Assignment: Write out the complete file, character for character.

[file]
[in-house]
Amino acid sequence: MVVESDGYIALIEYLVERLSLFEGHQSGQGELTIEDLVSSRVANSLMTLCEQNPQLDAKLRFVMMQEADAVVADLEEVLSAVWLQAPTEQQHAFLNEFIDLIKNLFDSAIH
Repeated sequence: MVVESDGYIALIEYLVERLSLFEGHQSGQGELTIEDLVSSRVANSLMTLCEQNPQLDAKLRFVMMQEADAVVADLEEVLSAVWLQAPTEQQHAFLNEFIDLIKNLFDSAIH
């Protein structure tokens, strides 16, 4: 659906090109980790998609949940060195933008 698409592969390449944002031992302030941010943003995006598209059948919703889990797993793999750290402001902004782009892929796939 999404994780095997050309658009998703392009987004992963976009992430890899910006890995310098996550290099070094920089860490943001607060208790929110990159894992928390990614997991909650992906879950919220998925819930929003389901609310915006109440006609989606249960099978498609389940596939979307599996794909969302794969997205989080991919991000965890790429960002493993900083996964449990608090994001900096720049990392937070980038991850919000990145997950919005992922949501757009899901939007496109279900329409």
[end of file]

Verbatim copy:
[in-house]
Amino acid sequence: MVVESDGYIALIEYLVERLSLFEGHQSGQGELTIEDLVSSRVANSLMTLCEQNPQLDAKLRFVMMQEADAVVADLEEVLSAVWLQAPTEQQHAFLNEFIDLIKNLFDSAIH
Repeated sequence: MVVESDGYIALIEYLVERLSLFEGHQSGQGELTIEDLVSSRVANSLMTLCEQNPQLDAKLRFVMMQEADAVVADLEEVLSAVWLQAPTEQQHAFLNEFIDLIKNLFDSAIH
């Protein structure tokens, strides 16, 4: 659906090109980790998609949940060195933008 698409592969390449944002031992302030941010943003995006598209059948919703889990797993793999750290402001902004782009892929796939 999404994780095997050309658009998703392009987004992963976009992430890899910006890995310098996550290099070094920089860490943001607060208790929110990159894992928390990614997991909650992906879950919220998925819930929003389901609310915006109440006609989606249960099978498609389940596939979307599996794909969302794969997205989080991919991000965890790429960002493993900083996964449990608090994001900096720049990392937070980038991850919000990145997950919005992922949501757009899901939007496109279900329409």